Jesus answers the first question in vv. 4-35, and he answers the second question in 24:36-25:46. In 24:36, Matthew transitions to answering the second question with the phrase, “Concerning that Day and hour.” The Day of the Lord often means the Final Day. Matthew shifts from plural “those days” in vv. 19, 22 to “that day” in v. 36. There will be no sign or time marker of his parousia. It will come at a time when no one can predict. So be on your guard!
Further, in v. 36 the Greek preposition translated concerning is peri (pronounced pair-ee), and it is often used to introduce a new topic, when peri begins the sentence or clause (see v. 36 for the references). This use of peri is also reinforced with the tiny connector de (pronounced deh), which we’ll look at in v. 36.
Bottom line: clearly in v. 36 Matthew is changing the topic from the coming-in-judgment on the temple to the parousia or Second Coming or visitation to judge the world and put things right (Matt. 24:36-25:46).
This interpretation enjoys the beauty of simplicity and makes the most sense of the Greek text or the flow of any translation when the text is translated properly. The rest of the commentary on Matt. 24 sets out to explain this two-part prophecy, based on those two questions and two corresponding answers.
Again, see my companion post:
Time Markers in vv. 3-35
They are frequently used in the signs indicating and leading up to the destruction of the temple.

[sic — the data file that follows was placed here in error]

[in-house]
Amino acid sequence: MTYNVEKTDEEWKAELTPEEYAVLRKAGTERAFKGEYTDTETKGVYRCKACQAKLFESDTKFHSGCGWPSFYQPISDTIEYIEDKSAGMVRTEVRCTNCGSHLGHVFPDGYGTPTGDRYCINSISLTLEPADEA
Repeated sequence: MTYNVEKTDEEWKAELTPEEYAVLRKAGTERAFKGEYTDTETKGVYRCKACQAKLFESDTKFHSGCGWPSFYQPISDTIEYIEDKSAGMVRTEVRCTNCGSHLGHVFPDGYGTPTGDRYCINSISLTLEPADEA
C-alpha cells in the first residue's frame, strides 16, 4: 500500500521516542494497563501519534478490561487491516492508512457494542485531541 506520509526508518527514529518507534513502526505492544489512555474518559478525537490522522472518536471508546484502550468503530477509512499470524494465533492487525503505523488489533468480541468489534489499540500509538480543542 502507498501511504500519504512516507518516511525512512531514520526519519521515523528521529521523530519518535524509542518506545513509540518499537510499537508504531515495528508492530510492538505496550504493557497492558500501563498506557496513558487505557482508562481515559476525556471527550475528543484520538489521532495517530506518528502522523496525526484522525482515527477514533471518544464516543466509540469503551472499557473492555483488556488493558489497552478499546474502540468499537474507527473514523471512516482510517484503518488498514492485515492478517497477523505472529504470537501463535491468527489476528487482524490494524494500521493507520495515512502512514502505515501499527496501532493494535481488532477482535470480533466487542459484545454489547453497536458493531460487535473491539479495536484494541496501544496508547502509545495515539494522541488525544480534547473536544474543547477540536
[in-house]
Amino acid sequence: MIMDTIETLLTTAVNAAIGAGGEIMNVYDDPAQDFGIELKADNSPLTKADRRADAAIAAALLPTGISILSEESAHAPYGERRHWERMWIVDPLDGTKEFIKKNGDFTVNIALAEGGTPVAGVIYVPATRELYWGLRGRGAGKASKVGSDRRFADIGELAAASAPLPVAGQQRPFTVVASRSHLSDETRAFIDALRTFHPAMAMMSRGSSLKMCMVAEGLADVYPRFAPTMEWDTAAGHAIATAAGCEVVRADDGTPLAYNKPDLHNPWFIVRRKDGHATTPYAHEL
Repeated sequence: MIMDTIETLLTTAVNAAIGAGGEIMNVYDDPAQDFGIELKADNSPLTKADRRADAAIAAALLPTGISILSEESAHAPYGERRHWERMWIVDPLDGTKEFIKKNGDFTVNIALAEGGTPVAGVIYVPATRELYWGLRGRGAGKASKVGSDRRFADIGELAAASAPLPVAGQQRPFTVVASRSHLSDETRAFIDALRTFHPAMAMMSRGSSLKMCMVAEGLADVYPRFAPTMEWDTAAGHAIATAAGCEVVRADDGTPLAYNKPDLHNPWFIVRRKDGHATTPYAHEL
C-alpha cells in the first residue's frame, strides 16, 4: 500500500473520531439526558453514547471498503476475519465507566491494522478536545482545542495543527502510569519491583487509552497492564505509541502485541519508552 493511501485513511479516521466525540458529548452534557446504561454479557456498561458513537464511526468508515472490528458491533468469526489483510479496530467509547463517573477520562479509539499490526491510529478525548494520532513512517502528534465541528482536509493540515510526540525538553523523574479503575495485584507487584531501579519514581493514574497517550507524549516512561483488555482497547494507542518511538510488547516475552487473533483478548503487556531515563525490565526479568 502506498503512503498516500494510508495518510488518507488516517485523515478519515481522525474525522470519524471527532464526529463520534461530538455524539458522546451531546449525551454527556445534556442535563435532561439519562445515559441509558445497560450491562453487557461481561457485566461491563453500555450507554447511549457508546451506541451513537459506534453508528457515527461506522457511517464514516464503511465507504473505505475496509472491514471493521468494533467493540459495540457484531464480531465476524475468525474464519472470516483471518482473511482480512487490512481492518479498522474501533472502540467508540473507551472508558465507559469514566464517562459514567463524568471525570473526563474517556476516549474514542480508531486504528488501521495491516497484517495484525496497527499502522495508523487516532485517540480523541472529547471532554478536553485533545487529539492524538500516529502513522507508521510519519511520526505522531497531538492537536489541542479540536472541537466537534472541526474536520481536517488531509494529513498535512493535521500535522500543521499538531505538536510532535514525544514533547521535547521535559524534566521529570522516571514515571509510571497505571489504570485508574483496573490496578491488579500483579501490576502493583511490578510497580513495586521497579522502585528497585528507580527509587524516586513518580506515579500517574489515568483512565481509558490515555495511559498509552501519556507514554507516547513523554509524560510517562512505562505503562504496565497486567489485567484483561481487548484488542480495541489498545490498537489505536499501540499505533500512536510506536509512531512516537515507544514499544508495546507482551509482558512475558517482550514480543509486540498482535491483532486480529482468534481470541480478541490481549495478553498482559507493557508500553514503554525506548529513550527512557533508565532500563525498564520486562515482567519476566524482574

Then: This Greek word is used frequently in vv. 4-35, and almost drops out of view in vv. 36-44 (but see v. 40). It is the time marker tote (pronounced toh-teh). It is usually translated as “then.” It is found in vv. 9, 10, 14, 16, 21, 23, 30 (twice). It reappears in Matt. 25:1, 7, 31, 34, 37, 41, 44, 45, but it either refers back to the parousia in v. 36, or it has the normal function of carrying the story forward inside a parable. But here in vv. 4-35, it is a clear time marker.
Not Yet: v. 6
Beginning: v. 8
Here are those and other time markers or the time sequence of vv. 15-35:
When you see (v. 15) … then (v. 16).
In those days (v. 19) … then (v. 21).
Those days, those days (v. 22) … then (v. 23).
Momentary interruption / clarification: But don’t confuse “those days” (of the destruction of the temple) with the parousia or Second Coming, which will be like a flash of lightning, visible for all (vv. 27-28).
Return to the topic: Immediately after the distress of those days (v. 29) … and then … and then … (v. 30).
When you see … it is near … Parable of the Fig Tree is a temporal sequence (vv. 32-33).
All these things will happen in this generation (v. 34). This clause is the ultimate time marker that serves as the bookend of the first part of his discourse, answering the question about the destruction of the temple, which will happen in this generation.
Finally, you can trust my prediction (v. 35). It shall happen. This clause is another indicator that Jesus has ended this part of his apocalyptic discourse.
Why are these time markers so important? Jesus uses them in the first part of his discourse to indicate clear signs and sequence of events leading up to the destruction of the temple. In the first question, he was asked when (pote) will these things be? And he replies with all those time markers and signs that will happen right in front of the Jews of Judea and the caretakers of the temple.